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Scientists Just Took The First ‘Image’ Of Thunder

We have comprehended galaxies that formed 13 billion years ago and much more. And now, we have seen thunder. Yes! Thunder.  When we think of tornadoes and storms, we think of raging winds that rock through the trees, bright sparks of lightning blazing the Earth, and the crashing sound of thunder echoing in the distance.




Image Courtesy of University of Florida, Florida Institute of Technology, and Southwest Research Institute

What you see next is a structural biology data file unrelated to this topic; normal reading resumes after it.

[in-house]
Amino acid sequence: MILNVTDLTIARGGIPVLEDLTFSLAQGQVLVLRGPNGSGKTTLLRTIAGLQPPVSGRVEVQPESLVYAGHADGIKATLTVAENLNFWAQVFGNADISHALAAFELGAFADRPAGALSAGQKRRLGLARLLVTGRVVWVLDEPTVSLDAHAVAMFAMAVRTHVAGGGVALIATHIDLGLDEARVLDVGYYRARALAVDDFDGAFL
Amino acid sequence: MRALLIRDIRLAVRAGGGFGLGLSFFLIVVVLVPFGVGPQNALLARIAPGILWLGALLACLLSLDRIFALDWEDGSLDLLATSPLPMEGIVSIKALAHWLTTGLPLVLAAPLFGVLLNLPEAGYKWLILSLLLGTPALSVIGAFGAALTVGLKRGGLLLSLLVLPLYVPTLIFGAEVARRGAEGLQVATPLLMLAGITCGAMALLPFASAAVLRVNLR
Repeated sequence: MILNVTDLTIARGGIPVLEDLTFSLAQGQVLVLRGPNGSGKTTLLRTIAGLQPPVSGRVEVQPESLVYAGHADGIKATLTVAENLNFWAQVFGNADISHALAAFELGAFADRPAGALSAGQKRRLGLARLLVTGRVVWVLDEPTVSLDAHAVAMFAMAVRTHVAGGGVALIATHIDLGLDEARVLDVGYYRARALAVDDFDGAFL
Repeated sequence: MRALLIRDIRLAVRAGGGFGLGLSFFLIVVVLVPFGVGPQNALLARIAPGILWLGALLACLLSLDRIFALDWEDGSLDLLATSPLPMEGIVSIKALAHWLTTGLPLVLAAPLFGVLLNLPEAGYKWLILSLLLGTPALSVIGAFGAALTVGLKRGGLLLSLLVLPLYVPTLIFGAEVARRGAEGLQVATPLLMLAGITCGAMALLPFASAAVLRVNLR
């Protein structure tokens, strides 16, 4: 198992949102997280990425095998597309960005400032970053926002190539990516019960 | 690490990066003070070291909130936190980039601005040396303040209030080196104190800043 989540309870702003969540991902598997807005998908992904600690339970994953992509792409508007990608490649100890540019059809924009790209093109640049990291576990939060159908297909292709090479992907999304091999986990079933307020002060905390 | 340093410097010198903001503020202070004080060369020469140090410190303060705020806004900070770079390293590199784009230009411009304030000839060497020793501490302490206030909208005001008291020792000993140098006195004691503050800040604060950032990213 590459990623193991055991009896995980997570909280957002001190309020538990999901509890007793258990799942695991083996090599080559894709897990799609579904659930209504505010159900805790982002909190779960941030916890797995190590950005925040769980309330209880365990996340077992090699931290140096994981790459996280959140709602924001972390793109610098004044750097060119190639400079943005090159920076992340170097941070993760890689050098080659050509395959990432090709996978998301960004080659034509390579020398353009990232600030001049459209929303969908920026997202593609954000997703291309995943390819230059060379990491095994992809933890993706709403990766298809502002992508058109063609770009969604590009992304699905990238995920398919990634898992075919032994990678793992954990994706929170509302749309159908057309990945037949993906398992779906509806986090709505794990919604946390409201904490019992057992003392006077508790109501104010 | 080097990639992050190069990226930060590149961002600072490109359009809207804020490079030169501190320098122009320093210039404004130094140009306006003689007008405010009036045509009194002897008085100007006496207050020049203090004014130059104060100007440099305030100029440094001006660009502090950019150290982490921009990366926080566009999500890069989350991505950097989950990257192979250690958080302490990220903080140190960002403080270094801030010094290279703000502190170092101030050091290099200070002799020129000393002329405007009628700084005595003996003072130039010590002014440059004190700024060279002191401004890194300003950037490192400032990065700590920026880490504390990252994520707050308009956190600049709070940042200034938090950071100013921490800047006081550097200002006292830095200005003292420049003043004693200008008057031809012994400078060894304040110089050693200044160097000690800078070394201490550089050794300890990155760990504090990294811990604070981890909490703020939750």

We surely don’t think of the flashes of thunder. But perhaps that should change. Lately, researchers working at the Southwest Research Institute (SwRI) in the United States succeeded to capture the world’s first comprehensive image of thunder. This act is notable as, in spite of the fact that lightning strikes the Earth more than 4 million times a day, according to Dr. Maher A. Dayeh, a research scientist in the SwRI Space Science and Engineering Division,  the physics that causes this procedure is not fully understood.



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